Our next stop in the valley was Beynac-et-Cezenac, which was only a few miles away.  We drove up another hill to the castle and parked at a pay parking lot just outside of the castle.  fullsizeoutput_10There are several pay lots at the bottom of the hill, but, if you’re just interested in seeing the castle, I’d recommend driving up the hill and parking closer to the castle, even though this option is not well-marked. The castle itself was well worth the admission fee.  While there were a few people also visiting, it was by no means crowded, which seemed to be true everywhere we went that day.  Again, this is a big reason we try to travel during shoulder season.  The castle was a massive fortress.  Standing on the ground looking up, it was hard to imagine how the castle didn’t just fall through the ground it looked so heavy!  I was pleasantly surprised by the fact that you can walk inside the castle and climb up into the towers for an even more beautiful view than on the ground.  Besides the views, though, it is always fun to roam around old castle halls imagining what it was like bustling with people all those years ago.  I would highly recommend visiting this castle, especially if you only have time to visit one castle in this area.  The setting is lovely, and the castle is a fun attraction by itself.

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View of the Dordogne Valley from Beynac Castle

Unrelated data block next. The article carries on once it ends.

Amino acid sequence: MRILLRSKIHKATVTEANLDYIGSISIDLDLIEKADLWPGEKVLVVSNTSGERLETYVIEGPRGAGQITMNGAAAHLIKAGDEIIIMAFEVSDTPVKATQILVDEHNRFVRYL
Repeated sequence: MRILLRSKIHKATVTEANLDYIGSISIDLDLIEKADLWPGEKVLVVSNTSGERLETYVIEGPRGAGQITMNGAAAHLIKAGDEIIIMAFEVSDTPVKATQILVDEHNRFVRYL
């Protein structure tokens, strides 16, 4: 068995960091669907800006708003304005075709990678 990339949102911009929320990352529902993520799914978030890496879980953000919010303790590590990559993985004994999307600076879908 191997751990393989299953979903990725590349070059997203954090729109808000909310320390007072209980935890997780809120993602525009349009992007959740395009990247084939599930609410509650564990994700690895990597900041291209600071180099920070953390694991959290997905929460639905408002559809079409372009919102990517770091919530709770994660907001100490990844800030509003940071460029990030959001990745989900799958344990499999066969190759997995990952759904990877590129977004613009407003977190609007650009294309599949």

Having a little bit of time to spare before dark, we headed across the river to Castelnaud-la-Chappelle, only a few miles away.  We drove up the windy road to the top of the hill where the castle was located. Again, there is a (large) paid parking lot  right  by  the  castle. fullsizeoutput_13Admission here, in my opinion, was quite steep for what you were able to do and see, especially compared to Beynac where we had just left and thoroughly enjoyed.   This castle didn’t have a lot of areas to visit, and, admittedly, our experience was probably lessened by the large school group visiting at the same time.  Unless you really want to see the trebuchets, you can probably skip this attraction.  You can get a great view of this castle from the other places in the valley (Beynac and the Marqueyssac gardens), and that view from afar is honestly the best part of Castelnaud.

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View of Beynac from Castelnaud-la-Chappelle

Back to Sarlat we went, and, for our last night in this region, I was determined to eat duck in this duck-obsessed (in a good way) town.  One downside of traveling in March is that not everywhere has opened for the season yet, so many of the highly recommended restaurants were closed.  We walked around for awhile and settled on Le Bistrot, close to the main cathedral.  The restaurant was very cozy and had a homey feel to it.  We both ordered prix fixe menus and picked a lot of duck dishes!  The food was good, the waitstaff was nice, and I finally got my duck in Sarlat!  Back to the hotel we went for a good night’s sleep in preparation for a long day of travel (to Barcelona via Andorra) ahead of us the next morning…